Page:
OmniPod-maker Insulet was present, pushing their "Cut the Cord" program to help tethered pump users who want to make the switch before the warranty on their current, tubed pump runs out. While they didn't have anything new to show off regarding next-gen Pods or the much-anticipated nexxt-gen Personal Diabetes Manager (PDM) that will integrate with future Dexcom G5 data, Insulet did have an awesome visual aid in the form of a clear current-gen Pod showing the machine's guts. I tried to score one and failed, then I tried to swipe one and failed again. Damn. It would be a really cool paperweight and conversation starter.
Dexcom and Medtronic both had booths, but didn't have anything really new to show off. MedT did have a larger booth with various presentations, one of them offering an intriguing data point: that their Threshold/Low Glucose Suspend pumps uploaded to CareLink have stopped a whopping 620,165 hypos.
The T2 patch pump company Valeritas was there talking about its V-Go pump, which is now hooked up to 12,000 active users and has racked up 2.5 million patient days. Wow!
BD also had a large booth showcasing their AutoShieldâ„¢ Duo Pen Needle. The needle isn't new, but the fact that you can go out and buy it as a consumer is. The AutoShield was originally designed as an "engineering safeguard" to reduce unwanted needle sticks in hospitals, a trick it achieves by pulling both ends of the needle back into the casing after an injection is given, sorta like a startled turtle. Why move a product like this into retail?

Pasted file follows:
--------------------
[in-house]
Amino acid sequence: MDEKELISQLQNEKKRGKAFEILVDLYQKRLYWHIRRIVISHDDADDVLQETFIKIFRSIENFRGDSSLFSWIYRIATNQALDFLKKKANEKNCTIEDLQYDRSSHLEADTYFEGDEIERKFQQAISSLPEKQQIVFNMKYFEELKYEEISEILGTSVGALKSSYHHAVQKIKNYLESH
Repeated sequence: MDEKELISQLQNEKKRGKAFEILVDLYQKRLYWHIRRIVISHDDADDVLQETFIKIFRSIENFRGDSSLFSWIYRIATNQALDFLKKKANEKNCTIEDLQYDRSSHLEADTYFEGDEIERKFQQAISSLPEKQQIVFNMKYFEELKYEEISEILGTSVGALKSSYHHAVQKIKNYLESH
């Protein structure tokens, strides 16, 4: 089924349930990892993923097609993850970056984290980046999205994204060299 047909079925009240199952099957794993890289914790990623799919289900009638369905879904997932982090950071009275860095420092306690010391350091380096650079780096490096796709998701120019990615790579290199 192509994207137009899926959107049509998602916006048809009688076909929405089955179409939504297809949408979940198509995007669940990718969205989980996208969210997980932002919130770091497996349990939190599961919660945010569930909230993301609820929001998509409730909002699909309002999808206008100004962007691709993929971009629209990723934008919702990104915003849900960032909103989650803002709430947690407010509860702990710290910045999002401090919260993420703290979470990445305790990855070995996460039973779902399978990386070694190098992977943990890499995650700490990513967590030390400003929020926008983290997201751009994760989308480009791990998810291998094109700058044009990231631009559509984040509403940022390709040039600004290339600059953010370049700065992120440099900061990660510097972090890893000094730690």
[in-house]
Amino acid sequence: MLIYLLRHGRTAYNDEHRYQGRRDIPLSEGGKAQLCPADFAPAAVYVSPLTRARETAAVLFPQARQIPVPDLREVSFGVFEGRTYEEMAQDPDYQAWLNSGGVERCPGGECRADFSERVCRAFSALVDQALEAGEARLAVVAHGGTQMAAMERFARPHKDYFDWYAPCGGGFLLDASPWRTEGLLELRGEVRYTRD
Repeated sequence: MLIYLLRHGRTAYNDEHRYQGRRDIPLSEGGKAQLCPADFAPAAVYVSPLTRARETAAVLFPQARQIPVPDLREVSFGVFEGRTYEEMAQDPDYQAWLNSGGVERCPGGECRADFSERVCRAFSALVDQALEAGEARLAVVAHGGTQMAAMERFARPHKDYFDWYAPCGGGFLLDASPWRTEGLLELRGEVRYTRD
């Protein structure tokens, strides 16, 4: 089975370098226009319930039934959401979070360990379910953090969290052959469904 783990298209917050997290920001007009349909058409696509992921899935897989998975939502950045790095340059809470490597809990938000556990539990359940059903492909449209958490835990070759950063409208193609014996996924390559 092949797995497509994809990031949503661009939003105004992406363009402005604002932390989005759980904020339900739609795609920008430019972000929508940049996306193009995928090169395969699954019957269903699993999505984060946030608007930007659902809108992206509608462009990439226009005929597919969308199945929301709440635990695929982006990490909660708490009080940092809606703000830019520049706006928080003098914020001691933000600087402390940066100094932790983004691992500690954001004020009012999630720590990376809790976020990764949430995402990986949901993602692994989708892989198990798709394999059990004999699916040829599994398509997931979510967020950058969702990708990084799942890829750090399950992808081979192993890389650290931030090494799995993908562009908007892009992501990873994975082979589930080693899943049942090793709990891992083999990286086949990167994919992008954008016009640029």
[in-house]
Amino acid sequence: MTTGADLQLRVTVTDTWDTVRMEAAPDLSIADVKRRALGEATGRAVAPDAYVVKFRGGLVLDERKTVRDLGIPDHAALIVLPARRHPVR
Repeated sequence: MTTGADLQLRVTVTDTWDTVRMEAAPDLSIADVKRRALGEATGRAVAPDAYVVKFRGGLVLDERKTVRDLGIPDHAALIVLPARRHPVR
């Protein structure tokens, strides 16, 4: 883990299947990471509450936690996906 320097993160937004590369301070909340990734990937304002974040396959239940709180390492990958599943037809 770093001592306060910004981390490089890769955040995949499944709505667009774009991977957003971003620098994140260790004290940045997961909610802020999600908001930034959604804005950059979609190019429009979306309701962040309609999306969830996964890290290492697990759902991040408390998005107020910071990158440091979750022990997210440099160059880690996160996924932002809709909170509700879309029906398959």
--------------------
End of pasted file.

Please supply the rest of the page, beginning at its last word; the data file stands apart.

Attiq Amjad, product manager for AutoShield, tells me it was because BD was bombarded by requests for it from PWDs. According to Amjad, some PWDs want the device because you can't see the needle, others because it can serve as a temporary sharps container, still others because it reduces the risk of needles sticks common in recapping a used needle, and lastly — as it's larger in diameter and longer — many PWDs with dexterity problems find it easier to attach than a traditional pen needle. Docs love it too, he says, because since it's a one-shot device, those lazy diabetics are forced to change the needle each time they use it. I'm betting the BD shareholders will love it for the same reason. I scored a half-dozen of these and found them a perfectly pleasant needle to use, but I confess I'm one of those non-complaint diabetics who uses a needle all day long and hates to carry extra supplies with me, so I'll stick with over-using their Nano needles.
Tandem was there giving out those metal tins designed to look like their t:slim pump that debuted at the summer conferences a couple of years ago -- the ones containing six Glucolift tabs inside, in Orange Cream and Cherry flavors. Lines formed and perpetually packed the booth largely to see real-life celeb, former Miss America 1999 and type 1 Dr. Nicole Johnson, who was signing copies of her new book, "Young Adult Type 1 Diabetes Realities." Nicole, who brought her hypo dog along with her, also had three scientific posters accepted in the Poster Presentations portion of the conference. Oddly, although Tandem recently announced they'd filed their integrated t:slim/ Dexcom G4 with the FDA, there was no sign of that excitement at the booth except for maybe a little side conversation among sales reps making their pitches.